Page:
Summary: A sermon to provoke people to action towards Christ after passing through a trial or storm of life.
Intro: (reported in the Sun Sentinel) Arthur Levon Davis Jr., age 56, died on Sept 27, 2004, two days after Hurricane Jeanne swept through South Florida. The man was repairing the roof of Dixie Shoes when he fell two stories. An experienced roofer, he failed to realize the danger while working on the weakened structure. His mother, Aletha Davis, said, “You’re in a different frame of mind after a hurricane.”
Reports the Sentinel, “That might be one reason why the mundane can be so deadly in the AFTERMATH OF A STORM—survivors are in a different frame of mind, glad to have survived yet unaware of the existing danger around them.
Furthermore, the Sentinel examined and categorized storm deaths reported by medical examiners across Florida in the past two years, confirming the well-known admonition from authorities, far more people die after a storm than during it.
Transition: Many times it is easy to recognize when you are in a storm, but many times we don’t recognize the danger that still exists after the storm has passed.
It’s not enough to just make it through the storm. We must continue forward.
Text: Acts 28:1-10 [read text]
Context: Paul and his companions have just passed through the worst storm of their lives. On the third day after being driven in front of Euroclydon (northeasterly gale-force winds), they had despaired of life. In a desperate attempt to preserve their lives, they lightened the ship, throwing out the cargo and the tackle. After a total of 14 days of fasting, they come near land. [Recount the events of the morning] Ship hits the reef, and everyone must swim for their lives or make it to land some other way. Everyone’s life has been saved.
Outline: AFTER THE STORM
I. Strange Environment – Mélita (Malta), St. Thomas Bay
a. Paul finds himself on an island that he has never been before. While he has escaped the sea, he must deal with the situation at hand.
b. Application: After the storm, yes the deadly storm seems to have passed, but because of the surge of events, emotions linger with us. We’re not the same as we used to be. Things around us physically might not have changed, but inside we have changed.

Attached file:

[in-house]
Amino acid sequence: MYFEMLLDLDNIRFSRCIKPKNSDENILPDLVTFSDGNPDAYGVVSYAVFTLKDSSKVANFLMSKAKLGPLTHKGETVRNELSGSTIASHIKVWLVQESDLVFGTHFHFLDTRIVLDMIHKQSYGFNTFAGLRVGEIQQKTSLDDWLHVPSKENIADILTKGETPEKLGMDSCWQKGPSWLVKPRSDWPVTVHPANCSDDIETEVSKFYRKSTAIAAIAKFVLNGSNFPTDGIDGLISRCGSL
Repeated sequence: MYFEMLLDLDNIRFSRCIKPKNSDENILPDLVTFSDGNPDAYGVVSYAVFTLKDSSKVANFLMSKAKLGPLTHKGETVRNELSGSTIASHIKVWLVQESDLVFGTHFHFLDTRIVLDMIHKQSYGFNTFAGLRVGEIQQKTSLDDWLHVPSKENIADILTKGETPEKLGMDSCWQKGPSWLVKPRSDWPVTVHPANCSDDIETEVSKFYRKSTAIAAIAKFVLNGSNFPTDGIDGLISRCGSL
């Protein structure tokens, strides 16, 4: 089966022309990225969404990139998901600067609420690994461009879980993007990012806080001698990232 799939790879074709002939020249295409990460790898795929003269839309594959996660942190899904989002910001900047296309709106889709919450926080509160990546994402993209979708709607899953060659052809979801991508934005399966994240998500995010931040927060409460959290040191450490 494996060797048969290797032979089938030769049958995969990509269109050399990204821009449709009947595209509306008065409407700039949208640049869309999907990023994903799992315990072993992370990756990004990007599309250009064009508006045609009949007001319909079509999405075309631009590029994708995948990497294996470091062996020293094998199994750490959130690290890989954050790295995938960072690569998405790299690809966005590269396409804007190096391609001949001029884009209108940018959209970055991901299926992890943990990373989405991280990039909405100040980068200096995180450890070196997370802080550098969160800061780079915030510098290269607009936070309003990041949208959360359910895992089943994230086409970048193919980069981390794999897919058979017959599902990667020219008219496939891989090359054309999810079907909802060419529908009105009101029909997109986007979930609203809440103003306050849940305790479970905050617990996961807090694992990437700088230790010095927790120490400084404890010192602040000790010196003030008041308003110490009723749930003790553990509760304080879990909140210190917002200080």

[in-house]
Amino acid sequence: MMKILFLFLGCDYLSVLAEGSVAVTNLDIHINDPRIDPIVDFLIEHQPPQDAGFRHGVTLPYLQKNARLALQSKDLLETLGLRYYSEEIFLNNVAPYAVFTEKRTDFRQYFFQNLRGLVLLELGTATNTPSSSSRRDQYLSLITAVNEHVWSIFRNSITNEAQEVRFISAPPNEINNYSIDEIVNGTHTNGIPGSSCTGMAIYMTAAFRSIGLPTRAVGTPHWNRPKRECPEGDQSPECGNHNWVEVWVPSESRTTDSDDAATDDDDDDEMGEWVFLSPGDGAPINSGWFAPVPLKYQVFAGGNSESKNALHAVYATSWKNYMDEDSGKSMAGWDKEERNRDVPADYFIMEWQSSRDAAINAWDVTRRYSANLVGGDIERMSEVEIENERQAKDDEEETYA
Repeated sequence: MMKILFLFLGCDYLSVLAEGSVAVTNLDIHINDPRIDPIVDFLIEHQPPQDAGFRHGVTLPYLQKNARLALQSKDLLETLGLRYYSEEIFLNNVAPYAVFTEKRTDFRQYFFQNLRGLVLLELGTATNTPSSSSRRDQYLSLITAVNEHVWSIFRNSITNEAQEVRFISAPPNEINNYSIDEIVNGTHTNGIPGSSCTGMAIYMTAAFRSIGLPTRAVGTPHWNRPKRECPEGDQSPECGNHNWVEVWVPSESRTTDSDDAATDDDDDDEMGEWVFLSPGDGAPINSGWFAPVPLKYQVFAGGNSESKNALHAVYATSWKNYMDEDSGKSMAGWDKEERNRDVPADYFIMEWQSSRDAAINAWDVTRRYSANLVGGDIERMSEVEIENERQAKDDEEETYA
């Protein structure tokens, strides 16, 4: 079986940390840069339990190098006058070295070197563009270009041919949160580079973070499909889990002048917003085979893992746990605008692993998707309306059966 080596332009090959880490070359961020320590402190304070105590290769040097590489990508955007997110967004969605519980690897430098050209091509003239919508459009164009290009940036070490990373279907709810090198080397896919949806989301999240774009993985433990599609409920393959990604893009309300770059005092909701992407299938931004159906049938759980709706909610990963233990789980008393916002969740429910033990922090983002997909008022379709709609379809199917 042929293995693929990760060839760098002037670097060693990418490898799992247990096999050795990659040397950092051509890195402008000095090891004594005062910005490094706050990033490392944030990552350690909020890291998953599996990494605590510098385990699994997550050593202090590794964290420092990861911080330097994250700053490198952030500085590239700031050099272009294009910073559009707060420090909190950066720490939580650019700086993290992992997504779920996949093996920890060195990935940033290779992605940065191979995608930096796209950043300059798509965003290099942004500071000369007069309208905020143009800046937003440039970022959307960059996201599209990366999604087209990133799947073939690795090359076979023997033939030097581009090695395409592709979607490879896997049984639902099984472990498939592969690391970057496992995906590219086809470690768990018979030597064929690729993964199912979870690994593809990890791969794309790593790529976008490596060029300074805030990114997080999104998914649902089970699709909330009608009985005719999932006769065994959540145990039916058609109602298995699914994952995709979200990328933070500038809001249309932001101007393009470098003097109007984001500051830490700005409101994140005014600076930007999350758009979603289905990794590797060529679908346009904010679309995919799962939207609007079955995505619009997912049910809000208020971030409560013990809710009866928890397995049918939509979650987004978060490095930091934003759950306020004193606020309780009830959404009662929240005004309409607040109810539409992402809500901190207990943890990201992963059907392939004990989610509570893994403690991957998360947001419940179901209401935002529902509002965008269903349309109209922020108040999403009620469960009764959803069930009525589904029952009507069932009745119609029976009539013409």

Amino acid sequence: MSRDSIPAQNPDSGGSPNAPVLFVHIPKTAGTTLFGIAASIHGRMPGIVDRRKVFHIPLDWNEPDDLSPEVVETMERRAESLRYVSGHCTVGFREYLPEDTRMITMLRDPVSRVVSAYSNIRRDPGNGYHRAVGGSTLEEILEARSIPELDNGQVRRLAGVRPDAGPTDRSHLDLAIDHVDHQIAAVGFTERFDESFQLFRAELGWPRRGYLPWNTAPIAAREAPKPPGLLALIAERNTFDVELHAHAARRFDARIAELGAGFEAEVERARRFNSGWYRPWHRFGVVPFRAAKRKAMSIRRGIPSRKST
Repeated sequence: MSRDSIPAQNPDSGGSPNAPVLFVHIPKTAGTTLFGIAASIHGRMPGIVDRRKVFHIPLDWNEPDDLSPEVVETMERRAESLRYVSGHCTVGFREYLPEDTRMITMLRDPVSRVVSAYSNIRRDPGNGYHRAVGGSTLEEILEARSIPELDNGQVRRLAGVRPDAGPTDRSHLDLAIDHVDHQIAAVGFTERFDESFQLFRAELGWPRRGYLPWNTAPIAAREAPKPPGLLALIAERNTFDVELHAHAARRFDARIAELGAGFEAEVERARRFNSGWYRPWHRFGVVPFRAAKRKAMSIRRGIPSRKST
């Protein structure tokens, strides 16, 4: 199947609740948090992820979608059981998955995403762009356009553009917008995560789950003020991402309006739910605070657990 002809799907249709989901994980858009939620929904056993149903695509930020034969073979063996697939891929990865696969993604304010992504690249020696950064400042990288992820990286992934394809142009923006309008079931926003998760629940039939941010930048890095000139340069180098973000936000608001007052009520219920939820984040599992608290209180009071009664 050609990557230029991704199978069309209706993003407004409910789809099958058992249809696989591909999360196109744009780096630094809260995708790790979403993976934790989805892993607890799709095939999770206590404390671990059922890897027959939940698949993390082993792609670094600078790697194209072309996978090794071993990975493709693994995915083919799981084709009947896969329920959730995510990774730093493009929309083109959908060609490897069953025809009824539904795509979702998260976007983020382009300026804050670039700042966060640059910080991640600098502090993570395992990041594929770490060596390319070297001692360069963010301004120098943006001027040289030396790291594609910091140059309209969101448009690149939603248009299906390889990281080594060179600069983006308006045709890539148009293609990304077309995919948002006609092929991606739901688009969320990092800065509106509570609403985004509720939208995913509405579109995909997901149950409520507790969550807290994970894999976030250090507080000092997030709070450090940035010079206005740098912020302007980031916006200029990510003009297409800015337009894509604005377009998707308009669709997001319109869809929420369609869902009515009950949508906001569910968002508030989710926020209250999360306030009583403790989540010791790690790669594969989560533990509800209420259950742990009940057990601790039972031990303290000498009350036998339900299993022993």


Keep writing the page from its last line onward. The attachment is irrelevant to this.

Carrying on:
II. Cold Rain and Wind is Blowing
a. Though the storm has past, the cold rain and wind make for misery. If Paul doesn’t do something about the situation, chill will overtake him.
b. Application: After the storm is a dangerous time. Character has been pressed. Emotions have been experienced, and reflections upon the string of events are like cold rain and wind blowing on an already frigid soul.
III. Rekindle the Fire
a. Paul puts forth EFFORT to gather sticks and rekindle the fire. He recognizes that to last, the fire must be fed.
1. The fire would comfort them.
2. The fire would change their condition (cold & wet to warm).
3. The fire would guard them from the elements.
b. Application: We must kindle a fire in our soul AFTER THE STORM
1. The Holy Ghost fire will comfort you.
2. The Holy Ghost fire will change your condition.
3. The Holy Ghost fire will guard you from this world.
c. To many are waiting on someone else to kindle the fire for them
i. Waiting on the evangelist to preach it down.
ii. Waiting on the pastor to pray it down.
d. Our very lives depend on keeping that fire burning
IV. This fire brought out the serpent
a. Sting of the enemy’s anger, for kindling the fire.
i. Criticism of others-declared Paul sinful
ii. Criticism of others-any negativity/sting
b. Paul shakes the snake off into the fire
i. Paul focused on building the fire, NOT the sting
ii. Paul did not defend himself to the others
c. Paul felt NO HARM
i. He wouldn’t let the criticism slow him down
V. The fire was only the beginning
a. A revival that turned CRITICS into CONVERTS
b. A revival that OPENED DOORS
c. A revival that SPREADS (over the entire island)